In Japan, initial industrialization as a matter of national policy entailed protective and promotional measures for heavy industries and large factories, but light industries of smaller scale had few opportunities to enjoy such protection or promotion. If they did, it was usually local governments that supported or subsidized them. The question of scale was also one of the type of industry, which in turn overlapped with the provincial character of small industries.
Many small industries were engaged in the local production of final consumer goods rather than basic materials; in other words, they were positioned farther downstream than others in order to meet local needs. Some of them established a share in the national market, others turned out substitutes for imported items, and still others evolved into exporters. Their paths of development were neither uniform nor trouble-free. In present-day Japan, there is a far more diverse and extensive presence of small factories than in other industrially advanced nations, and they coexist and are structurally linked with bigger factories. The big and small factories do not exist in parallel by chance, nor are they unrelated to one another. The coexistence of both constituted a process of "development."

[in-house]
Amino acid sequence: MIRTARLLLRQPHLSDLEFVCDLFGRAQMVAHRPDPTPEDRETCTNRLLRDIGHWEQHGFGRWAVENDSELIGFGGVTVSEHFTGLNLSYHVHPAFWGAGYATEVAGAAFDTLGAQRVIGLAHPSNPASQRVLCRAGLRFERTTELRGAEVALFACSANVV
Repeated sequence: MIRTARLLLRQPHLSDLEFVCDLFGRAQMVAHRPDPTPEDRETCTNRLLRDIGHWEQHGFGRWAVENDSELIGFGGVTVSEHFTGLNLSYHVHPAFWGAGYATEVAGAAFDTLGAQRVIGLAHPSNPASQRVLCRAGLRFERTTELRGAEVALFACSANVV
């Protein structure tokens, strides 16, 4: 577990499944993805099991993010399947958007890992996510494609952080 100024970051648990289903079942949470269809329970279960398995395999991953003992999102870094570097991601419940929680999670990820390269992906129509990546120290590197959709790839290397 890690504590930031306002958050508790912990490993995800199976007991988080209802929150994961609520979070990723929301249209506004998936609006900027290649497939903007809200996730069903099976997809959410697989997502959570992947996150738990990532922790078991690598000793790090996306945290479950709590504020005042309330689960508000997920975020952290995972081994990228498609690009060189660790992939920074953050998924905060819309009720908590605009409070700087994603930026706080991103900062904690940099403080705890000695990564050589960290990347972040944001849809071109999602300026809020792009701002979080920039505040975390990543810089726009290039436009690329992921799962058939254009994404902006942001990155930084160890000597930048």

Moreover, the equipment of Japan's small factories was rather obsolete relative to what we now find in South-East Asian factories. Yet, Japanese small-scale manufacturers were highly competitive with foreign producers, who had the benefit of more up-to-date and sophisticated facilities. The inability of the latter to compete, despite their up-to-date facilities, an experience Japan once faced in the textile industry, for example, was due partly to the lack or inadequacy of linkage among the different sectors of technology and of fringe services, but more so to the insufficient formation of high skills. Another important aspect was management capability.
Here lies the relevance between the problem of light industries and small enterprises and that of "development"; there is an impressive case reported by the research group behind this volume of the defeat of a factory with modern facilities by rurally based cottage industries. The case involves shell-button manufacturing, where the production process was thoroughly decomposed: machining was replaced by manual processing with traditional tools and instruments, and manpower needs were met by farmers undertaking piece-work at home instead of relying on specialized workers. The strategy eventually resulted in management crises within the competing modern factory.